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Ian Murray through to final stage of Labour deputy leadership contest


Ian Murray through to final stage of Labour deputy leadership contest

Ian Murray has become the latest candidates to make it through to the last round of the Labour leadership contest.

The Edinburgh South MP secured his place on the ballot paper after receiving the backing of his 33rd Constituency Labour Party.

It means he now joins Angela Rayner, Dawn Butler and Richard Burgon in the final round, in which party members and registered supporters vote for their favourite.

Murray, a former Shadow Scottish Secretary, said he was the only candidate prepared to change the direction of the party in the wake of its humiliating election defeat.

He said: "I’m extremely grateful to ordinary Labour members across England, Scotland and Wales who have backed me for deputy leader.

"Grassroots members up and down the country have chosen to put change on the ballot paper.

"If members are happy to remain in opposition, they should vote for one of the other candidates, who all stand for continuity.

"To return to power, Labour must change and become a credible alternative government. That starts by listening to voters in seats we lost, which is what I have been doing during this campaign.

"I will continue to campaign in every corner of Britain over the coming days, because Labour must become a party for the entire country once again – all its nations and regions.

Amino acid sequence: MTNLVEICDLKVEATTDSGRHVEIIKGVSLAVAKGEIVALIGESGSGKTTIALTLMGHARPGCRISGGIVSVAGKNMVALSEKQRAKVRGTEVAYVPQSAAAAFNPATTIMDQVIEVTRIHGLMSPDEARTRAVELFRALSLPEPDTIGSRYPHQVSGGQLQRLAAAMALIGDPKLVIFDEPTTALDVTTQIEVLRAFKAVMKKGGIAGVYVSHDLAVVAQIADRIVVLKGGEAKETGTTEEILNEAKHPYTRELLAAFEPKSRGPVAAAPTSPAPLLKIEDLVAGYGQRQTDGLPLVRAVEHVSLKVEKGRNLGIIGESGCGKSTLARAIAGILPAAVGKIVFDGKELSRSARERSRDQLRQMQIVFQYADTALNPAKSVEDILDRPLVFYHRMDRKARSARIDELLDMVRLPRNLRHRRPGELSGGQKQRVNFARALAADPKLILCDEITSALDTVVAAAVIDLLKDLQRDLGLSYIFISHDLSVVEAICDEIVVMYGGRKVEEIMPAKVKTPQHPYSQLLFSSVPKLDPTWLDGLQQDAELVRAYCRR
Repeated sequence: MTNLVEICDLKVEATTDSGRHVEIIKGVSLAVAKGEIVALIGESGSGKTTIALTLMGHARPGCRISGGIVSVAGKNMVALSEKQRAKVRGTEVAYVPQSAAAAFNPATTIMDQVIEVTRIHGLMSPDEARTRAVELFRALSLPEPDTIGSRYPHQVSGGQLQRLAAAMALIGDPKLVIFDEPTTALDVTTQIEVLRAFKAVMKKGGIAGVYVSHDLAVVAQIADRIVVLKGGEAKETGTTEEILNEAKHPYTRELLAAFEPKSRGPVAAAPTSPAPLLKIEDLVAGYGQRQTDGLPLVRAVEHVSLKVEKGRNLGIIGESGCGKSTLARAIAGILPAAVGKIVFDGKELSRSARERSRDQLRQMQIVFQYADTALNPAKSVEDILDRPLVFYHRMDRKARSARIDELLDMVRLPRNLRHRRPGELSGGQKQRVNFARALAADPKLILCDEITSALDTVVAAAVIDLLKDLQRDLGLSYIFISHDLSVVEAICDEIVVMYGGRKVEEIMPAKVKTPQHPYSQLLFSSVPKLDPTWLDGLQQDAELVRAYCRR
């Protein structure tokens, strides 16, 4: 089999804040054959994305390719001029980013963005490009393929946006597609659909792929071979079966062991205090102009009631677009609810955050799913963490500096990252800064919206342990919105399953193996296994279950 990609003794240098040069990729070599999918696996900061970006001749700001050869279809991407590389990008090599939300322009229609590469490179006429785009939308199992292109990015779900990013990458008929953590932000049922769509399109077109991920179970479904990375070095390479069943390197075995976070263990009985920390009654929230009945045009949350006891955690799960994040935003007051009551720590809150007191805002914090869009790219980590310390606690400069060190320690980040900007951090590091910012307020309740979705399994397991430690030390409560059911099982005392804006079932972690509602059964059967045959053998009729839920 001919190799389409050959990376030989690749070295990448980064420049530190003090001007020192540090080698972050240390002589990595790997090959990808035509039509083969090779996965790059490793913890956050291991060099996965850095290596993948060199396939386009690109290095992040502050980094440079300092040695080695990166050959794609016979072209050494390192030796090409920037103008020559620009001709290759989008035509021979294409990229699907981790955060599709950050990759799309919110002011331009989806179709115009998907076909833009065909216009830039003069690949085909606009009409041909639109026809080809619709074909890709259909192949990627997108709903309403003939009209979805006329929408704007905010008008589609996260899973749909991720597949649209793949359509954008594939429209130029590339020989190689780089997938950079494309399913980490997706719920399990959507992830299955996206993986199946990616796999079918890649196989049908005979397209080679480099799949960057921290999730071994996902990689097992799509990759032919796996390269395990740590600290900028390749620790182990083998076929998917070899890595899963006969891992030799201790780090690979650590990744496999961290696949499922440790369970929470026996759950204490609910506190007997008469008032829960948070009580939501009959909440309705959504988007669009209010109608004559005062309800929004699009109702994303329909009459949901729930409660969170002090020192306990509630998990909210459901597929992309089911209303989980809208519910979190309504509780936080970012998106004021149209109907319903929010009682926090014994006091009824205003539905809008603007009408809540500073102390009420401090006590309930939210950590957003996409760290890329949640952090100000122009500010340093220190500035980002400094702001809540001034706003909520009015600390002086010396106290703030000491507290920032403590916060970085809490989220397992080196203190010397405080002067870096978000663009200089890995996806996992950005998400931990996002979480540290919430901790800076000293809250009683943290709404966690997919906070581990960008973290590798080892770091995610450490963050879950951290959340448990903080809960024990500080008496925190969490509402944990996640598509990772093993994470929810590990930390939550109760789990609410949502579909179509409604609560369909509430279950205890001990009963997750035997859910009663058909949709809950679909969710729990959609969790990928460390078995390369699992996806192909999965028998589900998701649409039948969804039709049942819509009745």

"Having a Scot at the top of the party will send that important signal, because the path to a Labour government will always run through Scotland."

Murray has also been extremely critical of Burgon's policy of giving Labour members a veto on whether the party supports military action.

Under his policy, the Shadow Justice Secretary said Labour "would not endorse, or back, or support military action, unless the members gave it their explicit approval", or if it had UN backing.

But writing for PoliticsHome, Murray said: "Fantasy proposals to hold internal Labour Party referendums on military action are not the way to win back power. Quite the opposite.

"Labour will only win again by becoming a credible alternative government. That means understanding that decisions on military action are key decisions for government ministers to take, in possession of full information which will rightly not always be in the public domain."


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